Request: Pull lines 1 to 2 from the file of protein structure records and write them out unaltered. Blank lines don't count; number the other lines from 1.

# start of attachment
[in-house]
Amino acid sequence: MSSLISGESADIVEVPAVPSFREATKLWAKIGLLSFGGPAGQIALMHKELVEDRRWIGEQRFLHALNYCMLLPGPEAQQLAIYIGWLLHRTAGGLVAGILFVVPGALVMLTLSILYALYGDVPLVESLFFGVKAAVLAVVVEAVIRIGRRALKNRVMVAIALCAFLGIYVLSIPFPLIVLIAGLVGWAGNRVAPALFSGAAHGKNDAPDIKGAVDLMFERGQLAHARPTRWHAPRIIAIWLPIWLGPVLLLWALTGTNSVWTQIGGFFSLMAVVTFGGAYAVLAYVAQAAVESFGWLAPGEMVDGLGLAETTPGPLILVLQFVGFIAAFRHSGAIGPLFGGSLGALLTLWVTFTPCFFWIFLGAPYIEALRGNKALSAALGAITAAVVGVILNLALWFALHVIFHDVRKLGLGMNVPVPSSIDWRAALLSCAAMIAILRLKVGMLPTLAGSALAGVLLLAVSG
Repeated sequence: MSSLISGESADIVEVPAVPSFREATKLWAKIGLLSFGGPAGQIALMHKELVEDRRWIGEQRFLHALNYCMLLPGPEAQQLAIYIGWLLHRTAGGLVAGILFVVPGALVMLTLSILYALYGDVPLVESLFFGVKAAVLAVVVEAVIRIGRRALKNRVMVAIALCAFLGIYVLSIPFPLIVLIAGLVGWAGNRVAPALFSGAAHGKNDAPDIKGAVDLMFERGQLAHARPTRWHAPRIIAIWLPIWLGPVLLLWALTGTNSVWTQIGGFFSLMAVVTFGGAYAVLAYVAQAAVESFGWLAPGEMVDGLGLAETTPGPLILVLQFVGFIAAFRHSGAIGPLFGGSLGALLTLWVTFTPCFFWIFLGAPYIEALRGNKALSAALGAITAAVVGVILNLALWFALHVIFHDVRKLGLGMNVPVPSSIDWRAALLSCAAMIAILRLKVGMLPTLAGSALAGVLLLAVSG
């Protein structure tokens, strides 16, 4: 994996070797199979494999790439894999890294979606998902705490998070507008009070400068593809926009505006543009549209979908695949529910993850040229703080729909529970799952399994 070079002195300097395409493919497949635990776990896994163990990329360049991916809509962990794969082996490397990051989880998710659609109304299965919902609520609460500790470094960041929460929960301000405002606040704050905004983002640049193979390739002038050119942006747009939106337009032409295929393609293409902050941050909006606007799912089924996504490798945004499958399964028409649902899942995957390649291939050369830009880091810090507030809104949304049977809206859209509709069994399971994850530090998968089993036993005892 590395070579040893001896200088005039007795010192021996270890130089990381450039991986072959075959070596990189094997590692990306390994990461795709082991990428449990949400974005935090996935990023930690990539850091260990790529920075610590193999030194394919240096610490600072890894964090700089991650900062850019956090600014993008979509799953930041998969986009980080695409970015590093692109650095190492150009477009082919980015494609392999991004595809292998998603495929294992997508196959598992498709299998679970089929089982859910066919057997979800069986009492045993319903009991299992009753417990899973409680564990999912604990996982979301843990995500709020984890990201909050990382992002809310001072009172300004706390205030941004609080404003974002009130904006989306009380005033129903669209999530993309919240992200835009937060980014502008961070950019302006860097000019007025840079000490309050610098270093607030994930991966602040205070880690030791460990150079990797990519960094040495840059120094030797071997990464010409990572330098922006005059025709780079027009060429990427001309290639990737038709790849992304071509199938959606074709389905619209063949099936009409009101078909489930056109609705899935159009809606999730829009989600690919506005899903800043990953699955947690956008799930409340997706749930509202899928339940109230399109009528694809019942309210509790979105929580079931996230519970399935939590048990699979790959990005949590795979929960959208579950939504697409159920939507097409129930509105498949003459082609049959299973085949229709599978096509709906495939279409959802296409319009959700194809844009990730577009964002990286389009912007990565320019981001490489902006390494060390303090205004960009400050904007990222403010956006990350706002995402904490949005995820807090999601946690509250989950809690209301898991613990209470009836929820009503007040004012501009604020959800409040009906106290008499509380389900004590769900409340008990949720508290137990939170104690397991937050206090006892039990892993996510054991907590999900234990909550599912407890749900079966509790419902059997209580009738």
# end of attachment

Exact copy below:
[in-house]
Amino acid sequence: MSSLISGESADIVEVPAVPSFREATKLWAKIGLLSFGGPAGQIALMHKELVEDRRWIGEQRFLHALNYCMLLPGPEAQQLAIYIGWLLHRTAGGLVAGILFVVPGALVMLTLSILYALYGDVPLVESLFFGVKAAVLAVVVEAVIRIGRRALKNRVMVAIALCAFLGIYVLSIPFPLIVLIAGLVGWAGNRVAPALFSGAAHGKNDAPDIKGAVDLMFERGQLAHARPTRWHAPRIIAIWLPIWLGPVLLLWALTGTNSVWTQIGGFFSLMAVVTFGGAYAVLAYVAQAAVESFGWLAPGEMVDGLGLAETTPGPLILVLQFVGFIAAFRHSGAIGPLFGGSLGALLTLWVTFTPCFFWIFLGAPYIEALRGNKALSAALGAITAAVVGVILNLALWFALHVIFHDVRKLGLGMNVPVPSSIDWRAALLSCAAMIAILRLKVGMLPTLAGSALAGVLLLAVSG